Computer skills are definitely something that I have improved on this semester. One of the biggest projects I dedicated my time to was changing information from a website to an Excel sheet. In the past, when I found a problem with a document I made (especially in Excel) I would get frustrated and quit, but when I encountered these problems as an intern at CGS, I had to calm down, step back, and come up with a reasonable approach for solving the problem as quickly and effectively as possible. At the beginning of the semester, I was asked to help reformat the newsletter. Doing this was, to be honest, extremely tedious. Every picture I moved, moved the box underneath, every font change affected the layout, and nothing seemed to move around where I wanted it to. I never had the chance to be the coordinator of the monthly newsletter, but by November I felt confident enough to volunteer to do so. Another task I did was composing a handout for the World Stories Alive program. This required using a template and shifting out content, colors, boxes, and pictures. I was afraid that this would be a hard task for me, but I actually enjoyed doing it, and was very happy with my final product. Technology may not be my best friend, but it is always a job requirement when I apply for internships and jobs, and I can confidently and honestly say that I have a lot of experience with Excel, word processing, and formatting.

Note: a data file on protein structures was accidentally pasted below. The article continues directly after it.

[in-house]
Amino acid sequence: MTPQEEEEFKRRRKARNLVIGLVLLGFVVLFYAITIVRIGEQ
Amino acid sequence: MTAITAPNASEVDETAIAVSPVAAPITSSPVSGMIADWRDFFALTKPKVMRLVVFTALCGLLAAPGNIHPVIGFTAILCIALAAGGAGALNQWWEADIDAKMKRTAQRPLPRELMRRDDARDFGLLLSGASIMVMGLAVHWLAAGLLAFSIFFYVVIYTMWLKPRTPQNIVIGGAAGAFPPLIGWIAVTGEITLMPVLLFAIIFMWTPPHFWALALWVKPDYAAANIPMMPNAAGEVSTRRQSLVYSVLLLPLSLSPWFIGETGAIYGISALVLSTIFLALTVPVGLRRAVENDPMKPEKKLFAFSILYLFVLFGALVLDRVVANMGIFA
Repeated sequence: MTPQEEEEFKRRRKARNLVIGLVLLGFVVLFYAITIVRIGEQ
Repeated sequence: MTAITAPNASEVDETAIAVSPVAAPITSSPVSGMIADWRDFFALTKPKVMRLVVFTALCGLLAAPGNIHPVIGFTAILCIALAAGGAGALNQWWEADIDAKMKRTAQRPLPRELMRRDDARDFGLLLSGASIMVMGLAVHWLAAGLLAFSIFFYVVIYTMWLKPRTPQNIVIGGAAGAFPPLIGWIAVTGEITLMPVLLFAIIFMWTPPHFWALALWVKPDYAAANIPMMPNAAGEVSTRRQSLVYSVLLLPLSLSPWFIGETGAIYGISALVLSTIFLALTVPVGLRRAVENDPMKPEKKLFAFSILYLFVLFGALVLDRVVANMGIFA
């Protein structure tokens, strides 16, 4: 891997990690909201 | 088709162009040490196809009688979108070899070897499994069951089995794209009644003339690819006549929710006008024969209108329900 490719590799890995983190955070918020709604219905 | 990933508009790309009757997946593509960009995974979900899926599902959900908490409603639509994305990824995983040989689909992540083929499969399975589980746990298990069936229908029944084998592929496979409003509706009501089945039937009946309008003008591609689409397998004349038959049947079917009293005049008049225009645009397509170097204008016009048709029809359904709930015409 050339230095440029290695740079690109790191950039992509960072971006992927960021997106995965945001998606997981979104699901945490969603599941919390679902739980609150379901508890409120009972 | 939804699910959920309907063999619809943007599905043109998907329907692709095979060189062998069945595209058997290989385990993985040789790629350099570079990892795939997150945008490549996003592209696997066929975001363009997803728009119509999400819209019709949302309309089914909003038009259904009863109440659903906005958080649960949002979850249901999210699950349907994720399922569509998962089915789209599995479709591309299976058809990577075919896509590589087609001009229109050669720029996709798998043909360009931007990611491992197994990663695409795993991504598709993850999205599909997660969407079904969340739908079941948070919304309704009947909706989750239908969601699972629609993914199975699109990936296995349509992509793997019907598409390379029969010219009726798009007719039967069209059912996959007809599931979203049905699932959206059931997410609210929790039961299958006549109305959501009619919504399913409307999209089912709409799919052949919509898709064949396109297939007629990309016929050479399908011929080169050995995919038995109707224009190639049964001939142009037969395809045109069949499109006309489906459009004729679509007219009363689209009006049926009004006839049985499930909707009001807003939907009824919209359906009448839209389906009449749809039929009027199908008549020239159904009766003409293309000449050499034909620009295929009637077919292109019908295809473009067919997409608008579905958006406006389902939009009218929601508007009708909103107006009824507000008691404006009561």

Email has always been a difficult medium for me. I am used to texting, Facebook messaging, and making phone calls to receive and share information. Even my summer jobs in the past have not used email very frequently. I get dozens of emails a day to my psu email from club list-servs, internship advertisements, PSU newswires, etc., and sometimes I let so many pile up that I miss important information. This semester to maximize my efficiency and eliminate the chance that I would miss an email (after I did at the beginning of the semester), I created a CGS folder on my webmail account. Filtering emails from Sarah, my supervisor, Kortnie, our administrative assistant, Katie, our lead intern, Molly, our grad intern, or Matthew, Annie, and Sheryl, my co-interns, into one logical and organized place, made everything a lot easier for me. Now, thanks to Sarah’s 24 hour rule, I am a master at answering emails. I usually respond as soon as I open them, and if I cannot give the subject my full attention, I will respond when I get the time within a few hours. I have also learned that ALL emails from CGS personnel need to be opened and read carefully to begin with.